“It manages the rest of your operation,” Wulf said of Command. “It is a complete, robust system, and it can scale. If you’re a small fleet or owner-operator and you start growing, which is the goal in many cases, you don’t have to switch -- it can scale right with you.”
Wulf added that the price point, given the combination of features, “is designed to make this affordable to even the playing field” for owner-operators and small fleets.
Acosta agreed, saying that just having a subscription to multiple load boards prior to purchasing Trucker Path Command was more expensive than the monthly subscription.
A Command subscription starts at $99 a month, which includes one Operator (manager) license and two Diamond-level Trucker Path driver app subscriptions, which are $29.99 a month if purchased by a driver. An additional Operator seat adds $50 to the monthly cost, and additional driver seats cost an extra $30. Discounts are also available once you surpass 10 drivers.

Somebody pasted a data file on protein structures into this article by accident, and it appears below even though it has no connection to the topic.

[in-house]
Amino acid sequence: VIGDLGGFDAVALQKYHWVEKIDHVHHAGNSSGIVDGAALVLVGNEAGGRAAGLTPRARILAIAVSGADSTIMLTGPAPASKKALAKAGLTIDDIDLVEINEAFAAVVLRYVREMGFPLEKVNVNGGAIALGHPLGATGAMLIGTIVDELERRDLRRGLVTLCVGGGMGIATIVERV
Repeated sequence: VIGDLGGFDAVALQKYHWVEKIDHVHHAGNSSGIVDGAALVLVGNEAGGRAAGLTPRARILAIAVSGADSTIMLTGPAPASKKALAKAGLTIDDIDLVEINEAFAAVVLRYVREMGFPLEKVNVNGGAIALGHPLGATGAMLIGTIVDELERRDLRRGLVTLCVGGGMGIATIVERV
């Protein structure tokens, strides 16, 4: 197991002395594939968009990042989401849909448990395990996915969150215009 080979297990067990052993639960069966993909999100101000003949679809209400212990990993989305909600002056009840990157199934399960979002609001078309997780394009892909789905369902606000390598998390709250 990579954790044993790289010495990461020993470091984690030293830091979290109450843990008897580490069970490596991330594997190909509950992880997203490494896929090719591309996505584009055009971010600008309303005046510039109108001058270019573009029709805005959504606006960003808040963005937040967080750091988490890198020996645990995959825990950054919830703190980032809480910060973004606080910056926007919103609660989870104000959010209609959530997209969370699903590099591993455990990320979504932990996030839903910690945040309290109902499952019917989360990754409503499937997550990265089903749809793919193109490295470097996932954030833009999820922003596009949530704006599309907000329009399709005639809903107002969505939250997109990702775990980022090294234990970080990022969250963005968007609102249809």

“For everything that [Trucker Path] offers, I can’t believe how affordable the software is,” Acosta said.